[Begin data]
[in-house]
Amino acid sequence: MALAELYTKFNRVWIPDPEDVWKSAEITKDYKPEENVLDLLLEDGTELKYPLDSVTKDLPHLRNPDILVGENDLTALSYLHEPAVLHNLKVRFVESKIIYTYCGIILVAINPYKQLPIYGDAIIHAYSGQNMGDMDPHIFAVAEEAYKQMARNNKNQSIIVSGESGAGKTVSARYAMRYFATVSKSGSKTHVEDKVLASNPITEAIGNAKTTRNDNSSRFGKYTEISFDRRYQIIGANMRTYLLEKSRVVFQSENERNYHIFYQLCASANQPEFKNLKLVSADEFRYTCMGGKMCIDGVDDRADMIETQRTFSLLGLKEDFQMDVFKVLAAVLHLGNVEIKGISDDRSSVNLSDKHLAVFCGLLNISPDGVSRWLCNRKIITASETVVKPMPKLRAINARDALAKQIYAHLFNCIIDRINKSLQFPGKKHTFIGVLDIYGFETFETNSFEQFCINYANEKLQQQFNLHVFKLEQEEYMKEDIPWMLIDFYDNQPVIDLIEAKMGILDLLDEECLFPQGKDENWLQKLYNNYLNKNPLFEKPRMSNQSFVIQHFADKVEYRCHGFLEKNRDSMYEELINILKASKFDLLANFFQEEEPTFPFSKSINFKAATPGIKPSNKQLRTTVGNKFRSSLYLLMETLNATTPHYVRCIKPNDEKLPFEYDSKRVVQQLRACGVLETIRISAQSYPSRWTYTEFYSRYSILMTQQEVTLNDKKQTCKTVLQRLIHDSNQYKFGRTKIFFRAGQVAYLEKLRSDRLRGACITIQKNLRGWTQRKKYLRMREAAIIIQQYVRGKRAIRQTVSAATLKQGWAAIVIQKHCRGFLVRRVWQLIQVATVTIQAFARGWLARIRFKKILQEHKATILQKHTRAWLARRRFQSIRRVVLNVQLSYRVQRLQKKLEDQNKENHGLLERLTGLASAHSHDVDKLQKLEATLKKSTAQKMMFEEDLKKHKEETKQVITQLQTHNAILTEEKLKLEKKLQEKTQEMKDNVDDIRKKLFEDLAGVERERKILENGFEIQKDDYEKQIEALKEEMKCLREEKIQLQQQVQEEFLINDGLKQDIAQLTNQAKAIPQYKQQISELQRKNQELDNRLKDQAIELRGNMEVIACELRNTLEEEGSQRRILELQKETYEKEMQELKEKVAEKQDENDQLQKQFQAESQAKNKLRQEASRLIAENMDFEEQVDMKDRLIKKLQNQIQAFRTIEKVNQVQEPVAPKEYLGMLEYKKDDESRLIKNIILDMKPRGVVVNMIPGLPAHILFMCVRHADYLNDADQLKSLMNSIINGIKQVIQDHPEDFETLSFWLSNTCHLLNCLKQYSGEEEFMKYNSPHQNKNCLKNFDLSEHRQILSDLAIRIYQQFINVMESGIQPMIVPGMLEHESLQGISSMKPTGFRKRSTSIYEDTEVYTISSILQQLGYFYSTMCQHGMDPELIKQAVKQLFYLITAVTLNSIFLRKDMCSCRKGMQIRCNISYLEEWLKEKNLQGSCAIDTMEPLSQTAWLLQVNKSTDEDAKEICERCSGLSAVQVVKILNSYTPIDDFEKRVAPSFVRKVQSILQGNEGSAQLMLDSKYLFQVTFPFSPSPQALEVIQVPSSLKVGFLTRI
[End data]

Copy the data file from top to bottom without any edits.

[in-house]
Amino acid sequence: MALAELYTKFNRVWIPDPEDVWKSAEITKDYKPEENVLDLLLEDGTELKYPLDSVTKDLPHLRNPDILVGENDLTALSYLHEPAVLHNLKVRFVESKIIYTYCGIILVAINPYKQLPIYGDAIIHAYSGQNMGDMDPHIFAVAEEAYKQMARNNKNQSIIVSGESGAGKTVSARYAMRYFATVSKSGSKTHVEDKVLASNPITEAIGNAKTTRNDNSSRFGKYTEISFDRRYQIIGANMRTYLLEKSRVVFQSENERNYHIFYQLCASANQPEFKNLKLVSADEFRYTCMGGKMCIDGVDDRADMIETQRTFSLLGLKEDFQMDVFKVLAAVLHLGNVEIKGISDDRSSVNLSDKHLAVFCGLLNISPDGVSRWLCNRKIITASETVVKPMPKLRAINARDALAKQIYAHLFNCIIDRINKSLQFPGKKHTFIGVLDIYGFETFETNSFEQFCINYANEKLQQQFNLHVFKLEQEEYMKEDIPWMLIDFYDNQPVIDLIEAKMGILDLLDEECLFPQGKDENWLQKLYNNYLNKNPLFEKPRMSNQSFVIQHFADKVEYRCHGFLEKNRDSMYEELINILKASKFDLLANFFQEEEPTFPFSKSINFKAATPGIKPSNKQLRTTVGNKFRSSLYLLMETLNATTPHYVRCIKPNDEKLPFEYDSKRVVQQLRACGVLETIRISAQSYPSRWTYTEFYSRYSILMTQQEVTLNDKKQTCKTVLQRLIHDSNQYKFGRTKIFFRAGQVAYLEKLRSDRLRGACITIQKNLRGWTQRKKYLRMREAAIIIQQYVRGKRAIRQTVSAATLKQGWAAIVIQKHCRGFLVRRVWQLIQVATVTIQAFARGWLARIRFKKILQEHKATILQKHTRAWLARRRFQSIRRVVLNVQLSYRVQRLQKKLEDQNKENHGLLERLTGLASAHSHDVDKLQKLEATLKKSTAQKMMFEEDLKKHKEETKQVITQLQTHNAILTEEKLKLEKKLQEKTQEMKDNVDDIRKKLFEDLAGVERERKILENGFEIQKDDYEKQIEALKEEMKCLREEKIQLQQQVQEEFLINDGLKQDIAQLTNQAKAIPQYKQQISELQRKNQELDNRLKDQAIELRGNMEVIACELRNTLEEEGSQRRILELQKETYEKEMQELKEKVAEKQDENDQLQKQFQAESQAKNKLRQEASRLIAENMDFEEQVDMKDRLIKKLQNQIQAFRTIEKVNQVQEPVAPKEYLGMLEYKKDDESRLIKNIILDMKPRGVVVNMIPGLPAHILFMCVRHADYLNDADQLKSLMNSIINGIKQVIQDHPEDFETLSFWLSNTCHLLNCLKQYSGEEEFMKYNSPHQNKNCLKNFDLSEHRQILSDLAIRIYQQFINVMESGIQPMIVPGMLEHESLQGISSMKPTGFRKRSTSIYEDTEVYTISSILQQLGYFYSTMCQHGMDPELIKQAVKQLFYLITAVTLNSIFLRKDMCSCRKGMQIRCNISYLEEWLKEKNLQGSCAIDTMEPLSQTAWLLQVNKSTDEDAKEICERCSGLSAVQVVKILNSYTPIDDFEKRVAPSFVRKVQSILQGNEGSAQLMLDSKYLFQVTFPFSPSPQALEVIQVPSSLKVGFLTRI